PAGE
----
JIM LEHRER: Now, what five former presidents think about presidential debates, based on their own experiences. I talked with Presidents Ford, Carter, Reagan, Bush, and Clinton for a documentary we produced for PBS four years ago.
Here's another look at some of what they had to say.
JIM LEHRER: Generally, Mr. President, do you think these debates should be a required part of the political process, the presidential election process?
RONALD REAGAN: I'm inclined to lean that way, yes because the contest is finally there before there before... the people have a right to know all they can in comparison to make a decision.
But if the debate is concentrated then on the major issues and the views of the two individuals on those issues, then it is of service to the people.
JIM LEHRER: Was it something you looked forward to, something you dreaded? How did you feel about debating?
RONALD REAGAN: Well, I didn't dread it, and having gone through a couple of elections with regard to the governorship, I saw some value in them.
It was a chance for a contrast between the positions of the two individuals, and this is what the people should be voting on.
JIM LEHRER: You had three debates with Jimmy Carter in 1976, and it was your decision to have these debates. You were the incumbent president. Take me through your decision to do this.
GERALD FORD: Well, first, all of my political life, I believed that debates between candidates were important. I firmly believe that debates are in the public interest.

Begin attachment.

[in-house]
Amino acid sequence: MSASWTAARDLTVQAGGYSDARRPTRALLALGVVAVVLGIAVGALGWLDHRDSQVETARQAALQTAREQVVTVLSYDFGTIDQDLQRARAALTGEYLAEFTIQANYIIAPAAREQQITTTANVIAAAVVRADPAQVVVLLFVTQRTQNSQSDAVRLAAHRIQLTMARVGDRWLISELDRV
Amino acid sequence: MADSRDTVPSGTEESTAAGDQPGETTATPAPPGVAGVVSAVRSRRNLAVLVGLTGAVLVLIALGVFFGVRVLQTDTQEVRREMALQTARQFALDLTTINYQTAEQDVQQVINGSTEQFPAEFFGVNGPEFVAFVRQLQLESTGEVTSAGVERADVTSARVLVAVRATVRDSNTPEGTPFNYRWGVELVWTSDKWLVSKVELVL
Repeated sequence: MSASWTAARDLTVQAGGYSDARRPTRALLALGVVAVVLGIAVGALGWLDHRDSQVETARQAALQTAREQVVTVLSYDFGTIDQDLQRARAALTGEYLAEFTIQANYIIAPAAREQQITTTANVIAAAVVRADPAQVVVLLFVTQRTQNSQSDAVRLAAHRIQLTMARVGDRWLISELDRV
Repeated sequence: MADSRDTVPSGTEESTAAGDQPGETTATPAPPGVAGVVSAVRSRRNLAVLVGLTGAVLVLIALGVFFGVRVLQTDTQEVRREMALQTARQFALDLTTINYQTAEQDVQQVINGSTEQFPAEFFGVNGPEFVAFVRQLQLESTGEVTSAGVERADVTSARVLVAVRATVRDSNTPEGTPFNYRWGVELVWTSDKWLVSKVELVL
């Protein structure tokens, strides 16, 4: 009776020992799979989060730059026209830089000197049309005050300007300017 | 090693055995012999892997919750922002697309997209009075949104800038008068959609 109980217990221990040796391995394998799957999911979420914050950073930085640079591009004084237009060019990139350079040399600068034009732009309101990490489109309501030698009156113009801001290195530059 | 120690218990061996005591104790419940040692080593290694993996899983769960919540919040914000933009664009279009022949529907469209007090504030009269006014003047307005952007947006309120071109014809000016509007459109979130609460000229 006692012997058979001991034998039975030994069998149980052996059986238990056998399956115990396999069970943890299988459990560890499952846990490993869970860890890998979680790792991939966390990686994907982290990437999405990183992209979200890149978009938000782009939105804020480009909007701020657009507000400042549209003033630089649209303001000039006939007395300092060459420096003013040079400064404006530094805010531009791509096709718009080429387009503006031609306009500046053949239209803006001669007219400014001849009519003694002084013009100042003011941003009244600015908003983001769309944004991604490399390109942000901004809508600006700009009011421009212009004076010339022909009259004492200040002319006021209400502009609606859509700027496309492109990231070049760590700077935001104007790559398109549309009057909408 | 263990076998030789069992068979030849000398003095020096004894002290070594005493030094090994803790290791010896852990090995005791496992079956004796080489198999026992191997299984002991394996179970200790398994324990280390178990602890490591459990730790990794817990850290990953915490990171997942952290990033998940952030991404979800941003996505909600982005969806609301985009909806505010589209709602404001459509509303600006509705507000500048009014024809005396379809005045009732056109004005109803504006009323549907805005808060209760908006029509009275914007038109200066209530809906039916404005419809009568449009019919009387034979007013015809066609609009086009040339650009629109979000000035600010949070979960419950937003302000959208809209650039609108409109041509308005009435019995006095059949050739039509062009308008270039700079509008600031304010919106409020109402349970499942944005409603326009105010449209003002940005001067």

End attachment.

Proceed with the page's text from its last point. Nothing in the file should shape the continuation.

So when we got to 1976 -- and as you may recall, I was 30-some points behind in the polls-- I had to do something to overcome the 30-some points I was behind. So that's why, in my speech accepting the Republican nomination, I challenged Governor Carter to a debate.
JIM LEHRER: Is there a connection between the ability of a person to debate and his or her ability to function as president of the United States? Is it a good measurement?
GERALD FORD: Well, you can get various answers on that. The tough decisions that a president has to make in the Oval Office are in no way related to the capability of a person to do well on television.
On the other hand, the capability of a person to project favorably on television enhances that person's odds of being elected so he can serve in the Oval Office.
JIM LEHRER: Why? Why are they important?
JIMMY CARTER: There are very few opportunities really for the nominees of the two parties to demonstrate to the American people their capabilities and to let the news media -- who might be the interrogators, I presume -- bring to the forefront issues that might actually be significant once a president is in office.
JIM LEHRER: Do you think there is a connection, then, between debating skill and being president of the United States?
JIMMY CARTER: Yes. There is certainly a connection. And I think to get the public on your side, or to explain a difficult issue, or to acknowledge a mistake, or to spell out a circumstance is very important.
And I think if a president can't communicate well, then, in some ways, that president is handicapped in doing a good job.
JIM LEHRER: And a debate would expose that to the American people.
JIMMY CARTER: I think so. And it also... it also makes the candidates realize how important this ability to communicate is.
JIM LEHRER: You've participated in one vice presidential debate and five presidential debates.
Generally, what kind of an experience was it for you?
GEORGE BUSH, SR.: Ugly. I don't like them.
JIM LEHRER: Why not?
GEORGE BUSH, SR.: Well, partially, I wasn't too good at them. Secondly, there's some of it's contrived -- show business. There's a certain artificiality to it, lack of spontaneity to it.
And, I don't know, I just felt uncomfortable about it. In the big league debates-- I mean, in the big-time debates-- those big-time things, it was tension city, Jim.
JIM LEHRER: Do you think they should be a required part of the process?